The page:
Days after her retirement — with full pension — amid widespread calls for her removal, former IRS official Lois Lerner is now preparing for an inevitable testimony before the U.S. House Oversight and Government Reform Committee. Head of the agency’s tax-exempt department during the two-year period during which conservative groups were unfairly targeted for additional investigation, Lerner has heretofore been conspicuously quiet.
Previously going so far as to attempt invoking her Fifth Amendment right to avoid self-incrimination, her lawyers are now reportedly exploring options to grant her immunity for any future comments.
According to committee adviser Ali Ahmad, the subpoena Lerner was bound to during her last appearance is still in effect.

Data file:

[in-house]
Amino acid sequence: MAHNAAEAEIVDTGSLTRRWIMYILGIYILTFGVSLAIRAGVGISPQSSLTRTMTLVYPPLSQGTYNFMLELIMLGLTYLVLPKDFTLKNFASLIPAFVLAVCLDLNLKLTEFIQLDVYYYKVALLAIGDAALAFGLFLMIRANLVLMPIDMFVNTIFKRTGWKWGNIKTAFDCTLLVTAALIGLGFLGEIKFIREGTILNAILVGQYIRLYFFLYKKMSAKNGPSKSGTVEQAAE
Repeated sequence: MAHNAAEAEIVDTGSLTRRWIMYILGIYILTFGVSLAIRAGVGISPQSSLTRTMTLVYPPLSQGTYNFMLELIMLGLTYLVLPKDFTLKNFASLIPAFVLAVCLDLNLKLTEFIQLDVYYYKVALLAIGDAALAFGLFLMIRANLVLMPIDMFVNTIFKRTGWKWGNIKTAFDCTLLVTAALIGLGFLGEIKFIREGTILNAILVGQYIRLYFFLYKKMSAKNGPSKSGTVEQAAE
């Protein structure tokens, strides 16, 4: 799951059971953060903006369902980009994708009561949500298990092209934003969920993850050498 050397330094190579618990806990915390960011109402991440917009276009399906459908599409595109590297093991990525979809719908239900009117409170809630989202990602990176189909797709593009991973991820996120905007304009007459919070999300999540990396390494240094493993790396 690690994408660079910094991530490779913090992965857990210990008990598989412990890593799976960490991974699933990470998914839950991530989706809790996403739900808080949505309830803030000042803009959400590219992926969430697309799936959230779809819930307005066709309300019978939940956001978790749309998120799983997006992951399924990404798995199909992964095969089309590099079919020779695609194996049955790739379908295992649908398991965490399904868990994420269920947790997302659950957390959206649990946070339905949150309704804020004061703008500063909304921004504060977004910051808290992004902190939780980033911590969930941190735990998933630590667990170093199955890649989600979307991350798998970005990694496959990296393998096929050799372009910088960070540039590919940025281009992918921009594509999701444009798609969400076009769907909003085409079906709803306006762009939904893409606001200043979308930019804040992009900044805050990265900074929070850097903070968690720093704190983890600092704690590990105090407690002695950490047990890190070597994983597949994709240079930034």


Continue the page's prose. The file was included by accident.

“The Chairman [Rep. Darrell Issa] did not adjourn the hearing,” Ahmad explained, “he recessed it.”
While Lerner has not yet been granted any immunity deal, he said the committee has “indicated a willingness to listen to any offers from her attorney about what she would testify to if it was offered.”
Recent evidence, including a number of email correspondences, seem to indicate that Lerner had an active role in the scandal; however, she was previously precluded from exercising her Fifth Amendment right due to a prior statement that she had “not broken any laws.” At this point, it seems, an immunity deal is her best chance to avoid potential prosecution for her involvement or jail time for failing to testify.
There has been no official report indicating when she will next be called to testify or what the scope of her potential deal with investigators might include.
In the interest of justice, Lerner should be held accountable for her part in a scheme to effectively silence conservative voices during the heated midterm and presidential election cycles of 2010 and 2012. Should Issa decide that immunity is warranted, however, one hopes she will provide enough evidence to actually clean up the corruption so prevalent within the IRS.